Late Stars Found Early On
A press release from the Spitzer Space Telescope team reports that the oldest, most distant galaxies ever seen already had well-developed stars. It claims that the light has taken 13 billion years to reach us.
“It seems that in a couple of cases these early galaxies are nearly as massive as galaxies we see around us today, which is a bit surprising when the theory is that galaxies start small and grow by colliding and merging with other galaxies,” said Dr. Mark Lacy (Spitzer Science Center).
“The real puzzle is that these galaxies seem to be already quite old when the Universe was only about 5 per cent of its current age,” commented Professor Richard Ellis of Caltech. “This means star formation must have started very early in the history of the Universe – earlier than previously believed.” (Emphasis added in all quotes.)
The release was echoed on News@Nature which claims these galaxies were born a mere 700 million years after the big bang. Whether small galaxies were also present at that epoch is hard to tell, because only the largest tend to be detectable. BBC News reported that a new instrument named DAZLE (Dark Age Redshift Lyman Explorer) on the Very large Telescope in Chile may soon be able to observe objects at redshift (z) 7.8, corresponding to 650 million years after the big bang in cosmological models. The technology may eventually reach back to z=8.8 or, in principle, even z=15, less than 300 million years after the big bang.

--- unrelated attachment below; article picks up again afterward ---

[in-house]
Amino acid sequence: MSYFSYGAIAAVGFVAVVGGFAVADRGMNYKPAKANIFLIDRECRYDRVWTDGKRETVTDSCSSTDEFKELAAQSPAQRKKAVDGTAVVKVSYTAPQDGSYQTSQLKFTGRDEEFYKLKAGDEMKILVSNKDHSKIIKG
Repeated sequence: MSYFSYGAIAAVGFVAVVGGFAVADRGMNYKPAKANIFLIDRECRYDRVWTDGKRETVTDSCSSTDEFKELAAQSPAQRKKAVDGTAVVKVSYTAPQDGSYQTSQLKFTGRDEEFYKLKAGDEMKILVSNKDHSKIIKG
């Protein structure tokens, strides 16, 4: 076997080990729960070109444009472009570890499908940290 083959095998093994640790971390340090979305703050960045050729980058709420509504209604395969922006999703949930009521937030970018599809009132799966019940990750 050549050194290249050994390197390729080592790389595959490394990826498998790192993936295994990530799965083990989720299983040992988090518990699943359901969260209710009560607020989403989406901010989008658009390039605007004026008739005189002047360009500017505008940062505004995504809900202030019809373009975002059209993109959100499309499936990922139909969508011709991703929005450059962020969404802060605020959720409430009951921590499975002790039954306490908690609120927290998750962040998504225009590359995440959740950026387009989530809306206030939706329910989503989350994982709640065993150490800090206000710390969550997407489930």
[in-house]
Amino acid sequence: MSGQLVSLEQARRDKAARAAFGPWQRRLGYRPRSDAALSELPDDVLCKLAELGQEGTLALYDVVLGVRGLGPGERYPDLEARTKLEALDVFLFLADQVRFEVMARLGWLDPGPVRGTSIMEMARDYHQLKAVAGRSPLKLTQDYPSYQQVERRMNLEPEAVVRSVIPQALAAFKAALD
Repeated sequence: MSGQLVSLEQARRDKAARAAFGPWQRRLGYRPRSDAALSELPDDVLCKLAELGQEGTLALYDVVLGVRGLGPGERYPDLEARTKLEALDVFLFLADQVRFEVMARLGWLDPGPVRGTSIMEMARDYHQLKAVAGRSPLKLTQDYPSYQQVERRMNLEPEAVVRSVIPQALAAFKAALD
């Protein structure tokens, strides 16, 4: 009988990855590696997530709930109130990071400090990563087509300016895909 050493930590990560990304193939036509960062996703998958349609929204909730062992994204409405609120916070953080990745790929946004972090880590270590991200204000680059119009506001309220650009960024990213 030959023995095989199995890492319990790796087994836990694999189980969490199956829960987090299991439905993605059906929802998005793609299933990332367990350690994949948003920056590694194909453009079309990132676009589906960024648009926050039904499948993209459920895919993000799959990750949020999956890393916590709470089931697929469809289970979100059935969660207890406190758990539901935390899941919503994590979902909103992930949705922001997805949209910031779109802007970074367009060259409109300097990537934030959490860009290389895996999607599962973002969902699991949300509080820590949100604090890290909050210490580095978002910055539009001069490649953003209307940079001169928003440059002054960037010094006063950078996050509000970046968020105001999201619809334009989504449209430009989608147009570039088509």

This is another sob session in a long lament. The farther back they look in time, and the farther out they look in space, the more mature structure they see – contrary to evolutionary expectations. For examples, see 03/10/2005, 01/08/2002, 03/03/2003, 12/16/2002, 07/08/2004, 01/23/2004 and 01/04/2004 entries and work back through the “cosmology” chain links. It’s uncanny how similar this looks to the Cambrian Explosion in biology: the abrupt appearance of structure without precursors. Observations from multiple telescopes, by multiple teams, seem to be converging on the conclusion that the universe was already well developed at an early age. If this trend keeps up, they might soon find mature galaxies on the fourth day.